Copayment: A copayment is a fixed amount (e.g., $10) you pay for a covered health service after you’ve met your deductible. Note that copayments may differ for drugs, lab tests, office visits, and visits to specialists. For example, after you’ve met your $1,000 deductible, you might pay $10 for an office visit, and $20 for prescriptions.
Deductible: In order to understand your health insurance plan, you need a clear health insurance deductible definition. A deductible is the amount you’ll pay out-of-pocket each year before your health insurance plan kicks in. For example, if your deductible is $3,000, this means your plan won’t cover anything until you’ve paid $3,000 for health services.
Some health insurance plans have separate deductibles for certain services, such as prescription drugs. Some plans may also have a lower deductible for in-network doctors, and a higher deductible for out-of-network providers. They may also have a per-episode deductible, meaning a deductible you have to meet each time you receive a particular type of service (e.g. each time you’re hospitalized).
For family health insurance plans, you’ll have an individual deductible for every member of your family, as well as a family deductible for everyone on your plan. With a family plan, coverage begins as soon as individuals meet their individual deductible. All individual deductibles funnel into the family deductible. Once the family deductible is met, everyone in the family is covered—even if their individual deductibles are not met.
Here’s a simple example: The family deductible for a family of three people is $750. Each individual deductible is $500. Person A pays $500 toward the deductible, and person B pays $300. Thus, the entire deductible is met even though person C didn’t pay anything. Everyone in the family will continue to pay coinsurance and copayments until they meet the maximum out-of-pocket amount.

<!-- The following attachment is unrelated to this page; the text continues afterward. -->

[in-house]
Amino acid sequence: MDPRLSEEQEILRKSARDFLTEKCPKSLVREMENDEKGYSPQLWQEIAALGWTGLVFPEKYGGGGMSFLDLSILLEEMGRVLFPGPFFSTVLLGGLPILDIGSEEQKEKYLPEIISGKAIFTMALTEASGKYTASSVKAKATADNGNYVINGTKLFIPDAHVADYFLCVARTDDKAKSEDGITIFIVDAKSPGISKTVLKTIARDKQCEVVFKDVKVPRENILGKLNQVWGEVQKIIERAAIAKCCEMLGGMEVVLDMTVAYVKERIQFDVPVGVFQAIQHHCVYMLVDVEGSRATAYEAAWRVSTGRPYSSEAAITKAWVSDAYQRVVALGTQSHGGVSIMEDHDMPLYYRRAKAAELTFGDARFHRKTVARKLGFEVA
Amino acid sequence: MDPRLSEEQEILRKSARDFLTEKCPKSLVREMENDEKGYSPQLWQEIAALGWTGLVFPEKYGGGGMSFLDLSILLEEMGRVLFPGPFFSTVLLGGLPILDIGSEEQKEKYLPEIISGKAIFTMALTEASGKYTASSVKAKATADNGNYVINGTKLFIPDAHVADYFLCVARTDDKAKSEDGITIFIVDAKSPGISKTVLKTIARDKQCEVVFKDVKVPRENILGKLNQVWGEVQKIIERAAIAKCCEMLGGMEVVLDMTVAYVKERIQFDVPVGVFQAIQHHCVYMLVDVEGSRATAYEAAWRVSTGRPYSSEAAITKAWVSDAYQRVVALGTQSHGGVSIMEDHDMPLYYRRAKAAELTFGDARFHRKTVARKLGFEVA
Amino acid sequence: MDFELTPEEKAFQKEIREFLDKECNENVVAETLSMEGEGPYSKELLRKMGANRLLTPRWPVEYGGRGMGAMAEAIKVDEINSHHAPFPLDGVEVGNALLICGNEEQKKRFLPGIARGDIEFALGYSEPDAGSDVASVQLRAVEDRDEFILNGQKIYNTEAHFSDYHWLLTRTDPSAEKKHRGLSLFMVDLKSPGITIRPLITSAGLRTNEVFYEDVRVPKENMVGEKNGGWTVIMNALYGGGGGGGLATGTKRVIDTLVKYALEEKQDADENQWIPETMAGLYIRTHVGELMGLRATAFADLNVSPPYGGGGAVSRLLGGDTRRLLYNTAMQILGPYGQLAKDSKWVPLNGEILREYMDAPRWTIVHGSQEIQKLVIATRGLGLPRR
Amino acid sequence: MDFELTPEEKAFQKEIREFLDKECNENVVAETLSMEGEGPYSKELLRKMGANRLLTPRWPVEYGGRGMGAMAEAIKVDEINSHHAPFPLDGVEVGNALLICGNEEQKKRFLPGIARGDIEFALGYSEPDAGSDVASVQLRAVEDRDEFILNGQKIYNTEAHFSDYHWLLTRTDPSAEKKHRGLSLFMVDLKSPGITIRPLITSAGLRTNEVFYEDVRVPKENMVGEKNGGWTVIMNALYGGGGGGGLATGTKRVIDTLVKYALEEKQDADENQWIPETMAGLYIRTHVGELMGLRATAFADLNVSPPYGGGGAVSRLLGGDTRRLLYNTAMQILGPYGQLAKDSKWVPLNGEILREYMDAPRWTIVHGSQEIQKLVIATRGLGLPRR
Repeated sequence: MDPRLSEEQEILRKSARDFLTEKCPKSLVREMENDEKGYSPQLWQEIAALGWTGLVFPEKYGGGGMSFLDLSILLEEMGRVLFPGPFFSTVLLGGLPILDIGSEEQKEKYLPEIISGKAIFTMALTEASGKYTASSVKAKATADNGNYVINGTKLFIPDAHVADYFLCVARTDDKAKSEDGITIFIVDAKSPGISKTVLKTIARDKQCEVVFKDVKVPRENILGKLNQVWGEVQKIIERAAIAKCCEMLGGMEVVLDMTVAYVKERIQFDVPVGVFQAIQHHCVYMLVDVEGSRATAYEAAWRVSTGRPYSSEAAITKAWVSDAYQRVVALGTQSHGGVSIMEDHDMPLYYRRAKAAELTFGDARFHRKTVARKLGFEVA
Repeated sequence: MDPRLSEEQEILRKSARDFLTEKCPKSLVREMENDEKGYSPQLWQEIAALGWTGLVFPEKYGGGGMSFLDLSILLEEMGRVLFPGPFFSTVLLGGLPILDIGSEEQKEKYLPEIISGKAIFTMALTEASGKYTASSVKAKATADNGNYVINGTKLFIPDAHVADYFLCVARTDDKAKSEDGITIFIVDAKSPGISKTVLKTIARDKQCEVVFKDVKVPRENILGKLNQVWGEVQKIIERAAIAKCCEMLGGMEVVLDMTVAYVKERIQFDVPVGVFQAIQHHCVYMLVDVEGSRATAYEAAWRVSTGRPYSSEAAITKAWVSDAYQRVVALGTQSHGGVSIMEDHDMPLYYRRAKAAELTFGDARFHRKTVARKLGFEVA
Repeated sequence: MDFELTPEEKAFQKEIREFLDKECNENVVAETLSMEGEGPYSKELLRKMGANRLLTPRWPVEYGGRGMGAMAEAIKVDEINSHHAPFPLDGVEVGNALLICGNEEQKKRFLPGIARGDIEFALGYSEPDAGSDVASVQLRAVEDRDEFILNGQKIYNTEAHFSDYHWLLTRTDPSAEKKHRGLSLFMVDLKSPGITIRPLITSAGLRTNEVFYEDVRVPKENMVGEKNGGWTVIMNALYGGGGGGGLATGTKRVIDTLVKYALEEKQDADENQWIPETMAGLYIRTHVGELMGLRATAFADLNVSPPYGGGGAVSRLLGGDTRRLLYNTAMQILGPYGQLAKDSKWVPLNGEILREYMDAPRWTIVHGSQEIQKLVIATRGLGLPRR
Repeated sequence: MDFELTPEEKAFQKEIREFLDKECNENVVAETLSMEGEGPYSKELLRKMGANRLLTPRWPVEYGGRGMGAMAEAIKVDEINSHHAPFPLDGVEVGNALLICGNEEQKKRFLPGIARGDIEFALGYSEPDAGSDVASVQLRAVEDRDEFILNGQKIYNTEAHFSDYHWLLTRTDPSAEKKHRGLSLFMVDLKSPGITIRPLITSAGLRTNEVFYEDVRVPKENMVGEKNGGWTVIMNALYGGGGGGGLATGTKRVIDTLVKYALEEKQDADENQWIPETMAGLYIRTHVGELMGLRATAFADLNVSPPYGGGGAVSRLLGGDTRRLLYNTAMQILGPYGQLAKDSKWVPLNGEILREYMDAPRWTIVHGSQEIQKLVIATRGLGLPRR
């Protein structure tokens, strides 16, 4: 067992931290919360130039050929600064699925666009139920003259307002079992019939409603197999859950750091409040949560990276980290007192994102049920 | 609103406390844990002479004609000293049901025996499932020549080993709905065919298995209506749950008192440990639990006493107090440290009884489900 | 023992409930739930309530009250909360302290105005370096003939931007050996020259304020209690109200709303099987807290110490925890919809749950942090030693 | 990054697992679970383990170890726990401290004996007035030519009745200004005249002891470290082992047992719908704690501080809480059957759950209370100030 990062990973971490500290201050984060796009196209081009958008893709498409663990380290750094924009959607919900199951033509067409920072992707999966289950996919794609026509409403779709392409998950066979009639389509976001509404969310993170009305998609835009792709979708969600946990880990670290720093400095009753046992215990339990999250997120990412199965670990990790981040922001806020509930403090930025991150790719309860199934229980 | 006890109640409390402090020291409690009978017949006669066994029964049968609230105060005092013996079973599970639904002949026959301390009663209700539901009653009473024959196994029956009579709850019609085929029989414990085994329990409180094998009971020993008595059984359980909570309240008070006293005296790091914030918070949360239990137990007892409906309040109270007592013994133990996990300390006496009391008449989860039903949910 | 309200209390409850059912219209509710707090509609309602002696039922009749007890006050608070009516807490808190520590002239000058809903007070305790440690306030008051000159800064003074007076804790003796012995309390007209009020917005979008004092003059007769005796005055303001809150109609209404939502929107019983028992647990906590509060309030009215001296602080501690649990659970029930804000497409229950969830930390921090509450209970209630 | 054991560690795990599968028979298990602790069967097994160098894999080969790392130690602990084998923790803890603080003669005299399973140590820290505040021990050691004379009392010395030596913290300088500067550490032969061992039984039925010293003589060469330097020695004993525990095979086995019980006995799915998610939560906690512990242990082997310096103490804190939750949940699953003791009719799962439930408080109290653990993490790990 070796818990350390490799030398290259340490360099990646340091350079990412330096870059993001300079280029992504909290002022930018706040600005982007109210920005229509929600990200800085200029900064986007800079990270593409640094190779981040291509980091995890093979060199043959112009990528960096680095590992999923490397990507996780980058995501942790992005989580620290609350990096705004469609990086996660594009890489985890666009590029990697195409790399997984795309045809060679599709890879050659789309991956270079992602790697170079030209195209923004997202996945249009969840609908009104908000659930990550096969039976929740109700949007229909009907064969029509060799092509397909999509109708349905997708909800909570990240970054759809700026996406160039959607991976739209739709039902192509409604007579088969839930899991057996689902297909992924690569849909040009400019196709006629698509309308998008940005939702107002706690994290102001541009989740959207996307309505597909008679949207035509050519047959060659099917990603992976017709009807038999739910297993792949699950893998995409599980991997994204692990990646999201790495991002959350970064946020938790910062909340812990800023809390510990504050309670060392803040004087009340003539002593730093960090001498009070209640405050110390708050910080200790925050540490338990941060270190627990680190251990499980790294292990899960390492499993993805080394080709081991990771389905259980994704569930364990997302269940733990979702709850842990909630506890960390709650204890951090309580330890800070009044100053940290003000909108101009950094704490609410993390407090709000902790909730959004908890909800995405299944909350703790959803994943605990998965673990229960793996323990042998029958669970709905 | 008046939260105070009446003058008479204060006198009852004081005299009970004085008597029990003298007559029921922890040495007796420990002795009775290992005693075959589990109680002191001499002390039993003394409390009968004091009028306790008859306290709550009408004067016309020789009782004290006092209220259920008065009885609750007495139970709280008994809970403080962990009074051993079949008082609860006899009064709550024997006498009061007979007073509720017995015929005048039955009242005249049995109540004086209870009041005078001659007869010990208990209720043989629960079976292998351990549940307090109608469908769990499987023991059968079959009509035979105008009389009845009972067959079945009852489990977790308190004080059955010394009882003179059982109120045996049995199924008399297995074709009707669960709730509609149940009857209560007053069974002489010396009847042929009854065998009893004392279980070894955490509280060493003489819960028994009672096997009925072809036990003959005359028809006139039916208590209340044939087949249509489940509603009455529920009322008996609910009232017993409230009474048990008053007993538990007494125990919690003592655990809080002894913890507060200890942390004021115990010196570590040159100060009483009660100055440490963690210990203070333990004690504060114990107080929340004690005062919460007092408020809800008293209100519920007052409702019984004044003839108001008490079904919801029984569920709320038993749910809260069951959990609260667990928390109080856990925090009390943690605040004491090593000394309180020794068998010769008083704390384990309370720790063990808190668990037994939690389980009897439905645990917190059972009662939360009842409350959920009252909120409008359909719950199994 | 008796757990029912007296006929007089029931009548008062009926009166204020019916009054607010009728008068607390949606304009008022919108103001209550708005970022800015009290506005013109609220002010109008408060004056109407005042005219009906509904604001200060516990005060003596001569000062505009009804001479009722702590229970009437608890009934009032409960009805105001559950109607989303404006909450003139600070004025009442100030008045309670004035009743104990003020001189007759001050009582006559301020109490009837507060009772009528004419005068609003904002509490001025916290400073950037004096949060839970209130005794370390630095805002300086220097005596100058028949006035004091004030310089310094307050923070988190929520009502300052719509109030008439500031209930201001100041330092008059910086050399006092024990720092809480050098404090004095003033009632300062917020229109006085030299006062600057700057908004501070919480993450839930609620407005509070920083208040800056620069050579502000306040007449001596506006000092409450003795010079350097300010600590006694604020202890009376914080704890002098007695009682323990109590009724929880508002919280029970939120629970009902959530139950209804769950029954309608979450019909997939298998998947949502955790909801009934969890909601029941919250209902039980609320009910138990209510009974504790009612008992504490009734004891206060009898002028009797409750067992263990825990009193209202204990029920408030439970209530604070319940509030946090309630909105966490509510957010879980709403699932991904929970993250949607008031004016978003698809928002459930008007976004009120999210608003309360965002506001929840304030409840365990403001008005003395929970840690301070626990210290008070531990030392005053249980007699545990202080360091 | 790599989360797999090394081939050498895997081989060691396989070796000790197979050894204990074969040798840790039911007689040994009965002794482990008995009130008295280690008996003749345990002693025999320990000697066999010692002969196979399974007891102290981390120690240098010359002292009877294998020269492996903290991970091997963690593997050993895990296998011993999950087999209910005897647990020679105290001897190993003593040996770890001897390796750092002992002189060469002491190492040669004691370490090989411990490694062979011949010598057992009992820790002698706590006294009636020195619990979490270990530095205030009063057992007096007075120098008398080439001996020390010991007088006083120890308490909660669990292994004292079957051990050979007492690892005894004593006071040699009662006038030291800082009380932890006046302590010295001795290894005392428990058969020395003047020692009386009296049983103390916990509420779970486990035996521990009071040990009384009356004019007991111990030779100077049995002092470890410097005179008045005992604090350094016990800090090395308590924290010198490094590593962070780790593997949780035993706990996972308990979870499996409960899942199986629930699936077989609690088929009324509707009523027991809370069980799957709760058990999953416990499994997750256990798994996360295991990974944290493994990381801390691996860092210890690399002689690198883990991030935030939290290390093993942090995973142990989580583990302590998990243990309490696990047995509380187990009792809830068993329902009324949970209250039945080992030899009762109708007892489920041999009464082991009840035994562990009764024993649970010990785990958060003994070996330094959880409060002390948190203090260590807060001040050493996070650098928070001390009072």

Dependents: A dependent is someone who relies on you for healthcare coverage, like a child or elderly relative. Your spouse can be a dependent as well. (Check out the official IRS dependent definitions here.) They’ll have access to your same plan and benefits, and any healthcare they receive on your plan will count towards your total deductible.
Formulary: A formulary is a fancy name for the list of drugs your insurance plan covers. Each formulary categorizes drugs into tiers based on their actual cost, the payer’s negotiated cost, and whether there are cheaper options. The higher the tier, the more you’ll likely pay out-of-pocket.
For example, a generic drug listed in tier one might not cost you anything, while a newly-approved specialty drug listed in tier four might cost you several hundred dollars or more. Expensive brand-name drugs may also be on a higher tier, costing you more money and even requiring a prior authorization in some cases.